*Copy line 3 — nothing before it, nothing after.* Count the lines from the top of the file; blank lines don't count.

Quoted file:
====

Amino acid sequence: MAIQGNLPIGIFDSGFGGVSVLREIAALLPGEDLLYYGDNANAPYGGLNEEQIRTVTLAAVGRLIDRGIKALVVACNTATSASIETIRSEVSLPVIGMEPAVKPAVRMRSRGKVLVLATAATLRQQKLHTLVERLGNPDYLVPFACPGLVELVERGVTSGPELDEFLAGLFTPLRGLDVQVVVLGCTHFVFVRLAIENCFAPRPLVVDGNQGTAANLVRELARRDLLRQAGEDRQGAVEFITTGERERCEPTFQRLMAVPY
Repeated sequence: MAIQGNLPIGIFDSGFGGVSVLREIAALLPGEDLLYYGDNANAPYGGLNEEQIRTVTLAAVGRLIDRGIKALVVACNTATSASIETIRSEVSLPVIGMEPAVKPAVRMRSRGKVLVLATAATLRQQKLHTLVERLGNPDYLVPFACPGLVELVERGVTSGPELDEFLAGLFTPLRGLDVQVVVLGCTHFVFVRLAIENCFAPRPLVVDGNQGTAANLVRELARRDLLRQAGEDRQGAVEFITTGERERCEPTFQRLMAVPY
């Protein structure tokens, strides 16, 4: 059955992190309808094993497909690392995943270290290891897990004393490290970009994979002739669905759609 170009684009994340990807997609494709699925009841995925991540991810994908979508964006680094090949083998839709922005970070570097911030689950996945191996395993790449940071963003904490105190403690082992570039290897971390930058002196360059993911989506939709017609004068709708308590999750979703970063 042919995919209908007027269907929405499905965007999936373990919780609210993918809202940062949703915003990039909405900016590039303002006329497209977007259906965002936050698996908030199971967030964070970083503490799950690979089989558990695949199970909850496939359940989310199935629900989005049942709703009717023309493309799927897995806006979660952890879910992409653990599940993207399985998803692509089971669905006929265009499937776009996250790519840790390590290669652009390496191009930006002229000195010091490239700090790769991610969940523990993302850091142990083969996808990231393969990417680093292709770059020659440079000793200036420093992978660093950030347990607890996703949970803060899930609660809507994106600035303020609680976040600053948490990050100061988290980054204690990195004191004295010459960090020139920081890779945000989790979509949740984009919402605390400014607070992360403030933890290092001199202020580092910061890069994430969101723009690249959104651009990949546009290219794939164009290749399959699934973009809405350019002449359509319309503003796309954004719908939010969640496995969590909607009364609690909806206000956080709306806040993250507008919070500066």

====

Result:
């Protein structure tokens, strides 16, 4: 059955992190309808094993497909690392995943270290290891897990004393490290970009994979002739669905759609 170009684009994340990807997609494709699925009841995925991540991810994908979508964006680094090949083998839709922005970070570097911030689950996945191996395993790449940071963003904490105190403690082992570039290897971390930058002196360059993911989506939709017609004068709708308590999750979703970063 042919995919209908007027269907929405499905965007999936373990919780609210993918809202940062949703915003990039909405900016590039303002006329497209977007259906965002936050698996908030199971967030964070970083503490799950690979089989558990695949199970909850496939359940989310199935629900989005049942709703009717023309493309799927897995806006979660952890879910992409653990599940993207399985998803692509089971669905006929265009499937776009996250790519840790390590290669652009390496191009930006002229000195010091490239700090790769991610969940523990993302850091142990083969996808990231393969990417680093292709770059020659440079000793200036420093992978660093950030347990607890996703949970803060899930609660809507994106600035303020609680976040600053948490990050100061988290980054204690990195004191004295010459960090020139920081890779945000989790979509949740984009919402605390400014607070992360403030933890290092001199202020580092910061890069994430969101723009690249959104651009990949546009290219794939164009290749399959699934973009809405350019002449359509319309503003796309954004719908939010969640496995969590909607009364609690909806206000956080709306806040993250507008919070500066």